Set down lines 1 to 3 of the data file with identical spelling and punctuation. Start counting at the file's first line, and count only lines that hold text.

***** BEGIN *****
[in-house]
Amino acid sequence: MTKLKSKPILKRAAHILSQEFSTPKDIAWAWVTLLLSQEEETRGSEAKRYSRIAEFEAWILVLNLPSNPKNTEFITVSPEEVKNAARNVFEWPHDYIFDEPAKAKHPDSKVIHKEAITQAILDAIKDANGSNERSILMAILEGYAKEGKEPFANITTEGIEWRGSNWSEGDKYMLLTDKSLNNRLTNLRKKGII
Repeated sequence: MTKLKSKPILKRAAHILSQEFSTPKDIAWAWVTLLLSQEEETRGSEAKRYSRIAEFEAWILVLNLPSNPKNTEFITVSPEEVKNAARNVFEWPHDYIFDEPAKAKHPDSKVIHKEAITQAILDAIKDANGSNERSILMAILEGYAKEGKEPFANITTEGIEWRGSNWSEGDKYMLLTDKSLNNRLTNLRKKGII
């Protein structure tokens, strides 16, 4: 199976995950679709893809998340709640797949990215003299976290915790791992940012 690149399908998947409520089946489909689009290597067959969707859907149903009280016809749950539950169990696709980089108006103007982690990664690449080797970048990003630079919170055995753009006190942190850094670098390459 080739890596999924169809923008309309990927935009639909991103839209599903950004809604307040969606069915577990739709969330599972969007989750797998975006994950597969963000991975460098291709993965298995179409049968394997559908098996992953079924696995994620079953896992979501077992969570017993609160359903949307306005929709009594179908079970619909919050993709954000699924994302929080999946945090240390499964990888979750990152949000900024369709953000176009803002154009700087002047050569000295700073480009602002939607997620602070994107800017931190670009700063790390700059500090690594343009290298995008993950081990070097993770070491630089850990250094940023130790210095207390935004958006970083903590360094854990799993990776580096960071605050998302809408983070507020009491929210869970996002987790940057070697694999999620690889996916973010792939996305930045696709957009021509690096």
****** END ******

[in-house]
Amino acid sequence: MTKLKSKPILKRAAHILSQEFSTPKDIAWAWVTLLLSQEEETRGSEAKRYSRIAEFEAWILVLNLPSNPKNTEFITVSPEEVKNAARNVFEWPHDYIFDEPAKAKHPDSKVIHKEAITQAILDAIKDANGSNERSILMAILEGYAKEGKEPFANITTEGIEWRGSNWSEGDKYMLLTDKSLNNRLTNLRKKGII
Repeated sequence: MTKLKSKPILKRAAHILSQEFSTPKDIAWAWVTLLLSQEEETRGSEAKRYSRIAEFEAWILVLNLPSNPKNTEFITVSPEEVKNAARNVFEWPHDYIFDEPAKAKHPDSKVIHKEAITQAILDAIKDANGSNERSILMAILEGYAKEGKEPFANITTEGIEWRGSNWSEGDKYMLLTDKSLNNRLTNLRKKGII